At the 2018 meeting of the American Academy of Ophthalmology, phase 3 safety and efficacy data were presented on the SEQUOIA and CEDAR studies of the Molecular Partners/Allergan DARPin technology called abicipar. The data showed that both 8-week and 12-week abicipar regimens met the prespecified criteria for noninferiority to monthly ranibizumab (Lucentis; Genentech) for the primary endpoint, defined as stable vision at week 52, in both studies. Initial vision gains for abicipar were maintained throughout week 52.
The overall incidence of treatment-emergent adverse events was comparable among all 3 treatment groups. However, abicipar-treated patients had a higher risk of developing intraocular inflammation (IOI) compared to ranibizumab-treated patients. Allergan undertook the MAPLE study, a 28-week open-label study that enrolled 123 neovascular age-related macular degeneration (nAMD) patients and evaluated the safety of abicipar produced via a modified manufacturing process.
As a result of the improvements in the manufacturing process, the incidence of IOI was 8.9% in the MAPLE study. This was lower than the rate observed in the SEQUOIA and CEDAR studies. Most IOI events were assessed as mild to moderate in severity. The incidence of severe IOI was 1.6%, with 1 reported case of iritis and 1 reported case of uveitis. There were no reported cases of endophthalmitis or retinal vasculitis in this study. Here we ask leaders in the retina field for their impressions of the data from the MAPLE study.
David S. Boyer, MD
Retina-Vitreous Associates Medical Group, California
The results of the MAPLE trial are very encouraging. It appears that with a change in manufacturing the incidence of IOI for abicipar has decreased by 40%. The press release indicates that the inflammation was mainly mild to moderate, which is also an improvement. The incidence of inflammation will still mean an increase in patient visits to treat the inflammation for these patients. This increase in visits to treat the inflammation has to be considered in view of the potential for 12-week treatment intervals. Other anti-VEGF agents have also shown 12-week interval for treatment in 50% of patients without the high incidence of inflammation. I hope that with further changes in manufacturing the incidence of inflammation can be significantly reduced.
Yoshihiro Yonekawa, MD
Mass Eye & Ear and Harvard Medical School, Boston, Massachusetts
Earlier this year we discussed our initial, unfiltered thoughts on the SEQUOIA and CEDAR study results. I had a few minor qualms about the efficacy and durability data, but overall, the studies demonstrated the effectiveness of abicipar and presented the much-needed opportunity for 12-week fixed-interval dosing for treating nAMD. The overshadowing concern was the 15% rate of IOI, which would likely not be acceptable as primary treatment. Allergan updated the manufacturing process of abicipar to address this issue and examined the new formulation in the MAPLE study.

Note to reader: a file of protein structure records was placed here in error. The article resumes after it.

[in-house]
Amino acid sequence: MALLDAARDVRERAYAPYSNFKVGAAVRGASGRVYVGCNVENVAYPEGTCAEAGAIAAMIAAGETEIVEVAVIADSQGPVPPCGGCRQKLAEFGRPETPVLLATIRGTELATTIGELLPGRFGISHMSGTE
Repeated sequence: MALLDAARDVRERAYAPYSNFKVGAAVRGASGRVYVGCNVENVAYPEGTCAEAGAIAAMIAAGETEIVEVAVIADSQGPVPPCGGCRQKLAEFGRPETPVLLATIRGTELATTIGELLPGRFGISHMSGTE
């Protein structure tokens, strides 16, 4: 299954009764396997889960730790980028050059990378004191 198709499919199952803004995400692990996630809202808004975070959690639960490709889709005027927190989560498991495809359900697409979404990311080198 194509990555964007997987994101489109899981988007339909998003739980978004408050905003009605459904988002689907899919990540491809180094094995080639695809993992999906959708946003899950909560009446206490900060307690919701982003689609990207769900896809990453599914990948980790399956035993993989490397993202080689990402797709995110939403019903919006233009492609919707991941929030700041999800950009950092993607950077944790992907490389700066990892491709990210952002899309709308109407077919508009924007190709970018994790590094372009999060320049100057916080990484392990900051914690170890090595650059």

The inflammation rate fortunately decreased to 8.9%. But that’s still quite a difference from the near-zero rates that we are accustomed to. Severe inflammation was seen in 1.6% of patients, which represented 2 subjects: 1 with iritis and 1 with uveitis. I’d like to know more about these patients, and I’d like to see a detailed look at the other 9 subjects with “mild to moderate” inflammation, how they were managed, and how visually significant these events were. Thankfully, Allergan reported that there were no cases of vasculitis as there were in SEQUOIA and CEDAR, but was widefield fluorescein angiography regularly performed to detect vasculitis in the most sensitive manner? MAPLE was also a smaller study with a presumably improved formulation of abicipar, so chances are, it was underpowered to provide a comprehensive understanding of the inflammatory issue — although we know it’s a safer formulation. Also note that there was no comparative arm.
I believe that if abicipar is approved, it will potentially become a second-line treatment for eyes with unresponsive or recurring activity and for retina specialists who feel comfortable with the small risk for IOI. My hope is that more detailed information will be provided in the upcoming months to better prepare us, and that Allergan will continue to improve the extraction process to further decrease the risk of this complication. I also hope that more granular studies will elucidate this complication in more detail.
Yehia Hashad, MD
Senior Vice President, Head of Global Clinical Development, Allergan
In April, Allergan and Molecular Partners announced topline safety results from the MAPLE study. In this single-arm study, treatment naïve or prior anti-VEGF treated patients received 3 monthly 2 mg abicipar injections followed by 2 mg injections every 8 weeks for up to a total of 5 injections through week 28. In our commitment to continuous improvement of abicipar, we have advanced our analytical methods and manufacturing processes. As a result, the 8.9% incidence of IOI in the MAPLE study was lower than the rate observed in prior phase 3 studies.
As demonstrated in our prior studies, CEDAR and SEQUOIA, abicipar is the first anti-VEGF to successfully maintain initial vision gains with a 12-week fixed treatment regimen in all patients compared to monthly ranibizumab. The safety profile results of MAPLE give us confidence to proceed with scale up manufacturing activities, and this scaled up product will be used in the upcoming larger study — Phase 3 DME — as we seek additional indications. RP